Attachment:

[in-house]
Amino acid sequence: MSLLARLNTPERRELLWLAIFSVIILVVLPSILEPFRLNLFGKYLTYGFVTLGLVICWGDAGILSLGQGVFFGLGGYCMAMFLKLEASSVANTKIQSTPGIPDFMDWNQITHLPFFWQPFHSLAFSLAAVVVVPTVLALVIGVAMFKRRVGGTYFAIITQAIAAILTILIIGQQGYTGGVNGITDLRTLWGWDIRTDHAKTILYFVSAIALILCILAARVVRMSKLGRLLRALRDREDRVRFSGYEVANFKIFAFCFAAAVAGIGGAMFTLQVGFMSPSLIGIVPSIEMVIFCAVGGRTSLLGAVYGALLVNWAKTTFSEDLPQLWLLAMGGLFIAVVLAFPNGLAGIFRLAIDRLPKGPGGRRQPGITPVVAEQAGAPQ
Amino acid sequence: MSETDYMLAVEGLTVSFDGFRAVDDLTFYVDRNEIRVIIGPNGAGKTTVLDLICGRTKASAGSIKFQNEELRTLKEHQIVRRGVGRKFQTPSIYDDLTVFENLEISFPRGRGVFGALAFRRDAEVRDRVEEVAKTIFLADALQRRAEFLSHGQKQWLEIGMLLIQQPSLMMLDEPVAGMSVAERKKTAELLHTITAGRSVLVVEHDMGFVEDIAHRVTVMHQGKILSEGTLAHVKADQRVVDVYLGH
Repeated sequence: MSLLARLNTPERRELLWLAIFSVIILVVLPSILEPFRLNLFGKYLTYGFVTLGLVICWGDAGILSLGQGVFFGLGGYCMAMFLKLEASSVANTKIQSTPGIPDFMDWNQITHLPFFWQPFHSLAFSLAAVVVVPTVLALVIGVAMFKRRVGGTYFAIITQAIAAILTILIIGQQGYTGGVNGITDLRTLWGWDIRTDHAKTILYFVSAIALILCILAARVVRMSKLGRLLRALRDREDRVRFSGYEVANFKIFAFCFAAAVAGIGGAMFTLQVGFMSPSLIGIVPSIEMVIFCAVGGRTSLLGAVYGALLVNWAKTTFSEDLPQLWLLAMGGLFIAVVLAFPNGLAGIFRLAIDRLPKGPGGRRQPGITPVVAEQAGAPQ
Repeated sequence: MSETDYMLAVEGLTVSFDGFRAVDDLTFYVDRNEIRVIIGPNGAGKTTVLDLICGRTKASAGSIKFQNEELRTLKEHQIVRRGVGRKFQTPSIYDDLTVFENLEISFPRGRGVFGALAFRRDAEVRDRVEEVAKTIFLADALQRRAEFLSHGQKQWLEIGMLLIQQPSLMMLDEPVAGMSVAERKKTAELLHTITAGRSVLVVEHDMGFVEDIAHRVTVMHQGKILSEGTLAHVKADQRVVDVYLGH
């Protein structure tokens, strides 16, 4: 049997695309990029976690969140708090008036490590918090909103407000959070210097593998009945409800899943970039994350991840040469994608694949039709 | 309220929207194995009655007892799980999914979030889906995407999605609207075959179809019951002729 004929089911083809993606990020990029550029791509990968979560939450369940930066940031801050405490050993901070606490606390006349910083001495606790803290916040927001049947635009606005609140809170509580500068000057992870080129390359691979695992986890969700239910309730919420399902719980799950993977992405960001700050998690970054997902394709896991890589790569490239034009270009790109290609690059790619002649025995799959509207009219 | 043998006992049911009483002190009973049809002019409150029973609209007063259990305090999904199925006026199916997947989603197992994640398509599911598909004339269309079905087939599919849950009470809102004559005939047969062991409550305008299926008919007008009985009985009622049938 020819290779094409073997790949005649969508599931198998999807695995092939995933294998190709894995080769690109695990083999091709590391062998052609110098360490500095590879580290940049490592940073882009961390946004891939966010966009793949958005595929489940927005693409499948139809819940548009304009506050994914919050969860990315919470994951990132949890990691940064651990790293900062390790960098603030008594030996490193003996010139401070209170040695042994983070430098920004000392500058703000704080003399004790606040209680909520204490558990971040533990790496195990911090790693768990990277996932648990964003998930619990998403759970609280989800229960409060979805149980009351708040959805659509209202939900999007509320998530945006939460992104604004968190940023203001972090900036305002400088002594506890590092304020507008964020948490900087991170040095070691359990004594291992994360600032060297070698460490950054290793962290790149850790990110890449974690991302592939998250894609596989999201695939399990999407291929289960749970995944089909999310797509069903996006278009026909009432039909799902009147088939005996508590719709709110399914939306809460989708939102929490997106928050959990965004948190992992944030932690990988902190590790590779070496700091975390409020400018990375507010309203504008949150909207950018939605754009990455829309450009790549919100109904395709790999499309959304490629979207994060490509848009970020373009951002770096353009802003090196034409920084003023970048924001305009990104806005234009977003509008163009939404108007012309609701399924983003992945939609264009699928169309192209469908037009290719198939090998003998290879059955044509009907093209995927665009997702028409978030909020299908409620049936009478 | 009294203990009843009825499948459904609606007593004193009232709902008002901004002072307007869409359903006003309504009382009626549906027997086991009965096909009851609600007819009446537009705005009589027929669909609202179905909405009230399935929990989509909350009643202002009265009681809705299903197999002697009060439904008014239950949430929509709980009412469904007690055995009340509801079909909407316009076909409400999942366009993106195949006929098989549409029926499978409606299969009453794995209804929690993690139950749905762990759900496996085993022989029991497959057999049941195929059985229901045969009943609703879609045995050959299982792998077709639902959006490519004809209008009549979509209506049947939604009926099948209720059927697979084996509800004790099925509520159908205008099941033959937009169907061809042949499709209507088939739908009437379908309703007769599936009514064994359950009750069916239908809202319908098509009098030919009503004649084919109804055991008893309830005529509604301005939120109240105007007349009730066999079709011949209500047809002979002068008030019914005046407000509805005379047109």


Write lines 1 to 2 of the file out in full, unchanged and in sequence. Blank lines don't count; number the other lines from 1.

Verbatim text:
[in-house]
Amino acid sequence: MSLLARLNTPERRELLWLAIFSVIILVVLPSILEPFRLNLFGKYLTYGFVTLGLVICWGDAGILSLGQGVFFGLGGYCMAMFLKLEASSVANTKIQSTPGIPDFMDWNQITHLPFFWQPFHSLAFSLAAVVVVPTVLALVIGVAMFKRRVGGTYFAIITQAIAAILTILIIGQQGYTGGVNGITDLRTLWGWDIRTDHAKTILYFVSAIALILCILAARVVRMSKLGRLLRALRDREDRVRFSGYEVANFKIFAFCFAAAVAGIGGAMFTLQVGFMSPSLIGIVPSIEMVIFCAVGGRTSLLGAVYGALLVNWAKTTFSEDLPQLWLLAMGGLFIAVVLAFPNGLAGIFRLAIDRLPKGPGGRRQPGITPVVAEQAGAPQ